CHARLESTON, W.Va. — A West Virginia journalist arrested after repeatedly asking U.S. Health and Human Services Secretary Tom Price a question said he did nothing wrong, and his attorney and the media outlet’s founder want the charge dropped.

Reporter Daniel Ralph Heyman, who works for the independent Public News Service, was arrested by police at the state Capitol in Charleston during Price’s visit Tuesday.

He had wanted to ask Price about whether domestic violence is a pre-existing condition under the Republican health care proposal. Heyman got no response. So he tried again. And again.

Capitol police said in a criminal complaint that Heyman, 54, caused a disturbance with his persistent questions and “was aggressively breaching” Secret Service agents who accompanied Price.

Heyman said Wednesday that he used his cellphone to record audio and he had to reach over the shoulders of some of Price’s staffers to get the device closer to him.

Charleston-based Heyman was charged with willful disruption of governmental processes, a misdemeanor, and later was released on $5,000 bond. No court hearing was immediately set. The charge carries a maximum penalty of six months in jail and a $100 fine.

“I’ve never had a case in which a guy got in trouble for speaking, for talking loud,” said Heyman’s lawyer, Tim DiPiero of Charleston.

DiPiero called the statute “very vague.” During a conference call Wednesday, he and Public News Service CEO Lark Corbeil asked that the charge not be pursued by the state.

“There is no reason for this,” Corbeil said. “It’s an overreach.”

At an appearance Wednesday in Concord, New Hampshire, Price said police in West Virginia “did what they felt was appropriate” and that arresting Heyman was “not my decision to make.”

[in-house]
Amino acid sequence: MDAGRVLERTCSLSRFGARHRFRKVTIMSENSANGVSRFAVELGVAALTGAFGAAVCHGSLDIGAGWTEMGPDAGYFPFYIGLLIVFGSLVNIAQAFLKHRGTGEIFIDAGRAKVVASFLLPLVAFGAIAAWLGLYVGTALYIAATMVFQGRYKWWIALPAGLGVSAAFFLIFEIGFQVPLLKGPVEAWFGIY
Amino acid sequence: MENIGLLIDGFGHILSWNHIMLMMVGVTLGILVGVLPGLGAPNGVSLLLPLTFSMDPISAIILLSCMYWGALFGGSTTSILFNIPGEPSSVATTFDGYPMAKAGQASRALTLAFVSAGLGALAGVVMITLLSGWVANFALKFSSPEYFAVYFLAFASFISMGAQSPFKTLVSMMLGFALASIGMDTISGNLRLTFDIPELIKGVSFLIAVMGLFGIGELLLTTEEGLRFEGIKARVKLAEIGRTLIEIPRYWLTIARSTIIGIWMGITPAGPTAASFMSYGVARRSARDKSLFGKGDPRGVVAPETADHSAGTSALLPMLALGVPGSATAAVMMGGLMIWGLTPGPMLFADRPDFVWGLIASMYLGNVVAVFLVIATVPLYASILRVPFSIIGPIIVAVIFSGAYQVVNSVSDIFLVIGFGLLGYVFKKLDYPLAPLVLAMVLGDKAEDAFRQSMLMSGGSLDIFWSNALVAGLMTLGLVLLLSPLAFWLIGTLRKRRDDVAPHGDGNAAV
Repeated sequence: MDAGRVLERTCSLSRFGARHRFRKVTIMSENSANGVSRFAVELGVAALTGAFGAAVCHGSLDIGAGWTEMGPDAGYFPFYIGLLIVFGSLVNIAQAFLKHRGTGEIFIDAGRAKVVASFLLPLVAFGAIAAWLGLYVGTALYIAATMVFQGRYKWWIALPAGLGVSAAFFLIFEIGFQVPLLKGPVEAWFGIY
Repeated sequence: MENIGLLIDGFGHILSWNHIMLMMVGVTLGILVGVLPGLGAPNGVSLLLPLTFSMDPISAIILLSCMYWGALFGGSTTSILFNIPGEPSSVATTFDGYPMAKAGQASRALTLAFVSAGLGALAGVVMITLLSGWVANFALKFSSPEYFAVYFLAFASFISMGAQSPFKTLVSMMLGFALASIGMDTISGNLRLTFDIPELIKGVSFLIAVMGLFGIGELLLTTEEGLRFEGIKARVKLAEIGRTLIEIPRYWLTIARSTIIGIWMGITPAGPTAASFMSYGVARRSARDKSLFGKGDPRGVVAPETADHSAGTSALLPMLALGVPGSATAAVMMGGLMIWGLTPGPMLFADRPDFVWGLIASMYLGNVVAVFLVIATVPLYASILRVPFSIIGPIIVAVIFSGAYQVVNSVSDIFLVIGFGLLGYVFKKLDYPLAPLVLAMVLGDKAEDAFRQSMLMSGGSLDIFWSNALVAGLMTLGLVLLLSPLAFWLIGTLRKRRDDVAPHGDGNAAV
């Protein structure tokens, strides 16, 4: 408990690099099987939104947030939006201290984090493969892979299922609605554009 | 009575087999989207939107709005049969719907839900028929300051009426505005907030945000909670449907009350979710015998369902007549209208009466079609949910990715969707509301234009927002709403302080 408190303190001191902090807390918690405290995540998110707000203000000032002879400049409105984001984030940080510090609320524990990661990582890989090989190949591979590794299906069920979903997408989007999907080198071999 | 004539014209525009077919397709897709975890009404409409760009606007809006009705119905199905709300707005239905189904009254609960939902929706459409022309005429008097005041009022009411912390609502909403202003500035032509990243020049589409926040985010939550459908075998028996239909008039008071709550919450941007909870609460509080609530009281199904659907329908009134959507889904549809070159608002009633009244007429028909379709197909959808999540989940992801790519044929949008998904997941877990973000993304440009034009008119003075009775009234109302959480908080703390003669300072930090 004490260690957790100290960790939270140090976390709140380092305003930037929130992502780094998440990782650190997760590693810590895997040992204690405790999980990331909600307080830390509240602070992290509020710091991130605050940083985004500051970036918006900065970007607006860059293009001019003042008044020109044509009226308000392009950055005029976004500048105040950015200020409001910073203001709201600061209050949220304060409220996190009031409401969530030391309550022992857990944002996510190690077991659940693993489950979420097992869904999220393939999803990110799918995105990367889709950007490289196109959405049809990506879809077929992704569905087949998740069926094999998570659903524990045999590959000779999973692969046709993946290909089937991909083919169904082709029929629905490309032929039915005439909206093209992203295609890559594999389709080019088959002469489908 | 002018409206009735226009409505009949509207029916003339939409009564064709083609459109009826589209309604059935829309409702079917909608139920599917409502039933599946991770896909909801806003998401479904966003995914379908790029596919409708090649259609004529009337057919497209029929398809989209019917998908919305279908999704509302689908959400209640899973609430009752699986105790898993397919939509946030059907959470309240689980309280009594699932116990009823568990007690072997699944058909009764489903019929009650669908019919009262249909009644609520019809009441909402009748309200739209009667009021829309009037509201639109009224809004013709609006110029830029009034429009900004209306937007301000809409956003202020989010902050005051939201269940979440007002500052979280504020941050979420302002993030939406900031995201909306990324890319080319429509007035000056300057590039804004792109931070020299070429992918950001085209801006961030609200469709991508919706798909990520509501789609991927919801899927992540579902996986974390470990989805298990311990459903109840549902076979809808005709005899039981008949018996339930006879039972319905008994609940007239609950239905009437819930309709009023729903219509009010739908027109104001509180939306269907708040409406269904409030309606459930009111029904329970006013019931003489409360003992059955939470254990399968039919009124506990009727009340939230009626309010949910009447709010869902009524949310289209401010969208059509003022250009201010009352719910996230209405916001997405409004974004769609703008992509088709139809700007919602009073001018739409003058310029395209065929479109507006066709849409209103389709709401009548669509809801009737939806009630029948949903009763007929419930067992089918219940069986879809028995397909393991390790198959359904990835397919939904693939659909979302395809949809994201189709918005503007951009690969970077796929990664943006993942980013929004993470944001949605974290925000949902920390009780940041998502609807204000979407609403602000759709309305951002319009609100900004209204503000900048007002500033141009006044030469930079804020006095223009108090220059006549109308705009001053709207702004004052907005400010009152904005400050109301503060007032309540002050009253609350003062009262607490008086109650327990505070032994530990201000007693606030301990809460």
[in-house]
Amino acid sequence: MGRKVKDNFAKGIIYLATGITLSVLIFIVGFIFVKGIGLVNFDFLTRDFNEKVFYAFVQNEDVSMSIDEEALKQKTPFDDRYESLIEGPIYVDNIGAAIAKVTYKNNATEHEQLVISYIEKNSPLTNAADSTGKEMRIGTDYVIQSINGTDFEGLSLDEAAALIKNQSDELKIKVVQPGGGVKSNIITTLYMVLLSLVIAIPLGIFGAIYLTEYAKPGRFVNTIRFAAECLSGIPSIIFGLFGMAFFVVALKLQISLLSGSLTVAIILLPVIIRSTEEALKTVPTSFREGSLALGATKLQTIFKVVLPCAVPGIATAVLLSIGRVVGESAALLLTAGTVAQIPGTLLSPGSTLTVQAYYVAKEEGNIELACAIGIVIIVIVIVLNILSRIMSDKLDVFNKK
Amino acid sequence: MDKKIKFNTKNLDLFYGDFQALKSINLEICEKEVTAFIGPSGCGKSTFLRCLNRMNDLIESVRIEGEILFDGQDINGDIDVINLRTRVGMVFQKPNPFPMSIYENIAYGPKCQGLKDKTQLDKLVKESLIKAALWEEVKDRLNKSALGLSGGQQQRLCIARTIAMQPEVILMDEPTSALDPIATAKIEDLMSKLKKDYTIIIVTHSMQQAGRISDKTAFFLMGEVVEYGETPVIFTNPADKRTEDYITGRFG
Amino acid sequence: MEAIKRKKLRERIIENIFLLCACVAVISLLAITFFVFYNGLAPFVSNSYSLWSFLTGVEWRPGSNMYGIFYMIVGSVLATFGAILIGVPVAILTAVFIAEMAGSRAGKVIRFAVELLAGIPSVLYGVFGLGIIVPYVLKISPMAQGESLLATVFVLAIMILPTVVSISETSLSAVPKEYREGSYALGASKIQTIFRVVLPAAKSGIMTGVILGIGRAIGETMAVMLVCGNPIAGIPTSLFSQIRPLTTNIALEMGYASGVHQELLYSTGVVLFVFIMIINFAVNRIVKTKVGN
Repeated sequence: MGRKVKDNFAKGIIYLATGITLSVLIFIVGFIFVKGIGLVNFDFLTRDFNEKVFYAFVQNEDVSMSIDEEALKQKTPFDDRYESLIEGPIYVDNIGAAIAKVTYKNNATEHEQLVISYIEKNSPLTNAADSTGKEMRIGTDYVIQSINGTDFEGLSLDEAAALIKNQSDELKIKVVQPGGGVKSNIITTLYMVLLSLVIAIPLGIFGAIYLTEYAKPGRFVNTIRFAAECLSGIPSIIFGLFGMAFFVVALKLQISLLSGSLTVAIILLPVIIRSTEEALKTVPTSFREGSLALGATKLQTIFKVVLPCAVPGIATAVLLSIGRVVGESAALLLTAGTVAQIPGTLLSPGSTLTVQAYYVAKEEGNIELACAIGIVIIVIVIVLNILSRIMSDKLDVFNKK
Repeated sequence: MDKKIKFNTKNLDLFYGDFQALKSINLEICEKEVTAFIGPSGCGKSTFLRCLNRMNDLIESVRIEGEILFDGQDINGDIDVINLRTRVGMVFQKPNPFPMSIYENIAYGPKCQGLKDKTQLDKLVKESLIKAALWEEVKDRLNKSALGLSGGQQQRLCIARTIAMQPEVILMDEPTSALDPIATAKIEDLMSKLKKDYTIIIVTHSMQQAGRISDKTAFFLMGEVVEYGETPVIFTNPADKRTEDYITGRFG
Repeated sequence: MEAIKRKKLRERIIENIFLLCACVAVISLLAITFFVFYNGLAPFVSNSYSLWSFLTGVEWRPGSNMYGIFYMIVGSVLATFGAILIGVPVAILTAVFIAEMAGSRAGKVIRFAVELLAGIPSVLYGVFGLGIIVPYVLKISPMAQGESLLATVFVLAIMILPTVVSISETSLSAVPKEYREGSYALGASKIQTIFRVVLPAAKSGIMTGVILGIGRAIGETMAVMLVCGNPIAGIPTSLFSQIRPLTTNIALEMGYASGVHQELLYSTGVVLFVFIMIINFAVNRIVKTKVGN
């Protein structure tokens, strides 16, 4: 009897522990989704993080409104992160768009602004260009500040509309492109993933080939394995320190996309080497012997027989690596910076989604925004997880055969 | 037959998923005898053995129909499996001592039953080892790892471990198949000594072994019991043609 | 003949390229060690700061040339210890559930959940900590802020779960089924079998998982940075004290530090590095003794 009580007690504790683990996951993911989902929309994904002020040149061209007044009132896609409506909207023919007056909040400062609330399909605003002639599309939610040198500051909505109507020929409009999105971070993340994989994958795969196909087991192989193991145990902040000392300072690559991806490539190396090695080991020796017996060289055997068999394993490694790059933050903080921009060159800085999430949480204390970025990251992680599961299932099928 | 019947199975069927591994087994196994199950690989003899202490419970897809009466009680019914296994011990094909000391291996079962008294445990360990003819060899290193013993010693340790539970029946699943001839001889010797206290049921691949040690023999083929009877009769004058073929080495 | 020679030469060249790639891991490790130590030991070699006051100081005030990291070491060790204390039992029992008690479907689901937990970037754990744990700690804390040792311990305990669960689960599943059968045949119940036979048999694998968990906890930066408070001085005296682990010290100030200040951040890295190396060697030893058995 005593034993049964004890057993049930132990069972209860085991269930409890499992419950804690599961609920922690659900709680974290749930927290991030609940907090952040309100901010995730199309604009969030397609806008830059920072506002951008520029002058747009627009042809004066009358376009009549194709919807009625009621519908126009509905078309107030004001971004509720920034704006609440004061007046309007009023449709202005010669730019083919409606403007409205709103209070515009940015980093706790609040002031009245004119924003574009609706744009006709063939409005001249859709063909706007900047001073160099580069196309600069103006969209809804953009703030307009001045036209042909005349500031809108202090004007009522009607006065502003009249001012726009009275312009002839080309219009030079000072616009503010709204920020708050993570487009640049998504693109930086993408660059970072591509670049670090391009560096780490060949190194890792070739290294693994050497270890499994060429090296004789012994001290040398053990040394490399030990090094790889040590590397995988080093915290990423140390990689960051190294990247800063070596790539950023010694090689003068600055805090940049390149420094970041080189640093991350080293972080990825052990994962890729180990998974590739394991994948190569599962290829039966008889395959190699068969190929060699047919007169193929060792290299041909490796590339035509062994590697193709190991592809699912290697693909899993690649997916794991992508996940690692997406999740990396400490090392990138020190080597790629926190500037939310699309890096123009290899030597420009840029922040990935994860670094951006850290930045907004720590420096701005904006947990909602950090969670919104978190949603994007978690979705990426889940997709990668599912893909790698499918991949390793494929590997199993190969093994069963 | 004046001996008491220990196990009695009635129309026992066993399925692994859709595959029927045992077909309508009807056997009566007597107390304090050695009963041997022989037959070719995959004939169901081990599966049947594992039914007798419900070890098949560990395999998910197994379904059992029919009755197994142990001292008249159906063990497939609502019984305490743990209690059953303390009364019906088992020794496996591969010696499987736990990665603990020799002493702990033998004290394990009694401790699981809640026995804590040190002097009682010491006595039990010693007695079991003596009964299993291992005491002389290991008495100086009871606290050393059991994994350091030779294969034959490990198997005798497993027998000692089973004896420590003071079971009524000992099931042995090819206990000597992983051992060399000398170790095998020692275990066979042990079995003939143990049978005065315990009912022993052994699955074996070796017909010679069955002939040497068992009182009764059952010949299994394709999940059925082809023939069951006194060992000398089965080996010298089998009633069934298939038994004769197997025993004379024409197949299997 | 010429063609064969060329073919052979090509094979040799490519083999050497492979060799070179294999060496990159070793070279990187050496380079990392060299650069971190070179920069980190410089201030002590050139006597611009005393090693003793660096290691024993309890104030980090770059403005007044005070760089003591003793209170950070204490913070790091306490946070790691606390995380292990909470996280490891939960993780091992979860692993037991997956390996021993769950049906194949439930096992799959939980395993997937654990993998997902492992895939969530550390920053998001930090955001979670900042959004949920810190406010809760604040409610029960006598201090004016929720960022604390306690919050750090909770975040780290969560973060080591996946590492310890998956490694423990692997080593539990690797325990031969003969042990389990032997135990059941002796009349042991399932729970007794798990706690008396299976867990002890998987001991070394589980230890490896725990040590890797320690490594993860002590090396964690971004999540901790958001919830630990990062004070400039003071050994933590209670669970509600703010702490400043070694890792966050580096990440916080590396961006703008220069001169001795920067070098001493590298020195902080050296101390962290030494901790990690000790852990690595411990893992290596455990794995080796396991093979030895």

Heyman, a journalist for three decades and a Public News Service employee since 2009, said he was wearing a press badge and his questions were directed only at Price, not at White House aide Kellyanne Conway, who had accompanied Price to learn about efforts to fight opioid addiction in a state that has the nation’s highest overdose death rate.

Price and Conway later took reporters’ questions at a scheduled news conference. But Heyman decided to find Price beforehand in a hallway.

Kristen O’Sullivan, a breast cancer survivor from Athens, West Virginia, was among a small group in the hallway hoping to talk to Price about the health care overhaul. As Heyman asked questions, police officers “grabbed him by the scruff of the neck” and led him away, she said.

“It could have been handled completely differently,” O’Sullivan said. “I saw him as doing his job and asking tough questions and Secretary Price trying not to pay attention to anyone that was there.”

Robert W. Jensen, a media law and ethics professor at the University of Texas School of Journalism and a former newspaper reporter and editor, said reporters have limits on their actions in public places with politicians and public officials, especially those protected by the Secret Service.

However, Jensen also said he’s concerned that President Donald Trump’s administration “has engaged in something like open warfare with journalists. Every time there is a further infringement on the rights of journalists who both collect and disseminate information in this type of atmosphere, it’s troubling.”

The American Civil Liberties Union’s West Virginia chapter said in a statement that Heyman’s arrest “is a blatant attempt to chill an independent, free press.”

According to its website, Boulder, Colorado-based Public News Service manages independent news services in 36 states, reporting on social, community and environmental issues for print and radio customers.


Associated Press reporter Kathleen Ronayne in Concord, New Hampshire, contributed to this report.